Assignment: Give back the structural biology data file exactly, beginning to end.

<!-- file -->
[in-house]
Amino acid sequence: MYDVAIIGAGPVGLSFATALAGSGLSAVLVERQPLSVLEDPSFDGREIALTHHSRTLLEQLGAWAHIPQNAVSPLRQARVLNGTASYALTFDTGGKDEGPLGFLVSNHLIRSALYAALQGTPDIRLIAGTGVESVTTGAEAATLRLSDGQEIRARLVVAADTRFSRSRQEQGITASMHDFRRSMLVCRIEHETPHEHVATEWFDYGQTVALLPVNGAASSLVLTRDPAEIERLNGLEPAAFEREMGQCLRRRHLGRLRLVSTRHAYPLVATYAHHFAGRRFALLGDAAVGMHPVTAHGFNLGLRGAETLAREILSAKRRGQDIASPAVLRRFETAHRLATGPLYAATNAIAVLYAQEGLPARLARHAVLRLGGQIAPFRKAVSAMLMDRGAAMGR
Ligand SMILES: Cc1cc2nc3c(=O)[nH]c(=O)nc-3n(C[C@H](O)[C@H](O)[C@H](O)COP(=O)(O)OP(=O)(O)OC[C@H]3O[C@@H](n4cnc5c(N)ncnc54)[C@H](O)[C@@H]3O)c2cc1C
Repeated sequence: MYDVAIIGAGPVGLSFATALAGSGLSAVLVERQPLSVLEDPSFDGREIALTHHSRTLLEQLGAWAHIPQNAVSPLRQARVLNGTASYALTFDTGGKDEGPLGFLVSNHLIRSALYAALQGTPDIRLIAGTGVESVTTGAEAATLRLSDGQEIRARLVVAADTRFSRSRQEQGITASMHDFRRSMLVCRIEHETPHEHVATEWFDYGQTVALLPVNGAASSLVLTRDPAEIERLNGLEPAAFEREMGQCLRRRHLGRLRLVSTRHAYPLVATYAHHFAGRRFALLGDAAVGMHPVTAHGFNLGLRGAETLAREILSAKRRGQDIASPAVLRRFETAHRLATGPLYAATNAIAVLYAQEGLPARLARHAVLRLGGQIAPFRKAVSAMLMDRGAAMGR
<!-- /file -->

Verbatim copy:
[in-house]
Amino acid sequence: MYDVAIIGAGPVGLSFATALAGSGLSAVLVERQPLSVLEDPSFDGREIALTHHSRTLLEQLGAWAHIPQNAVSPLRQARVLNGTASYALTFDTGGKDEGPLGFLVSNHLIRSALYAALQGTPDIRLIAGTGVESVTTGAEAATLRLSDGQEIRARLVVAADTRFSRSRQEQGITASMHDFRRSMLVCRIEHETPHEHVATEWFDYGQTVALLPVNGAASSLVLTRDPAEIERLNGLEPAAFEREMGQCLRRRHLGRLRLVSTRHAYPLVATYAHHFAGRRFALLGDAAVGMHPVTAHGFNLGLRGAETLAREILSAKRRGQDIASPAVLRRFETAHRLATGPLYAATNAIAVLYAQEGLPARLARHAVLRLGGQIAPFRKAVSAMLMDRGAAMGR
Ligand SMILES: Cc1cc2nc3c(=O)[nH]c(=O)nc-3n(C[C@H](O)[C@H](O)[C@H](O)COP(=O)(O)OP(=O)(O)OC[C@H]3O[C@@H](n4cnc5c(N)ncnc54)[C@H](O)[C@@H]3O)c2cc1C
Repeated sequence: MYDVAIIGAGPVGLSFATALAGSGLSAVLVERQPLSVLEDPSFDGREIALTHHSRTLLEQLGAWAHIPQNAVSPLRQARVLNGTASYALTFDTGGKDEGPLGFLVSNHLIRSALYAALQGTPDIRLIAGTGVESVTTGAEAATLRLSDGQEIRARLVVAADTRFSRSRQEQGITASMHDFRRSMLVCRIEHETPHEHVATEWFDYGQTVALLPVNGAASSLVLTRDPAEIERLNGLEPAAFEREMGQCLRRRHLGRLRLVSTRHAYPLVATYAHHFAGRRFALLGDAAVGMHPVTAHGFNLGLRGAETLAREILSAKRRGQDIASPAVLRRFETAHRLATGPLYAATNAIAVLYAQEGLPARLARHAVLRLGGQIAPFRKAVSAMLMDRGAAMGR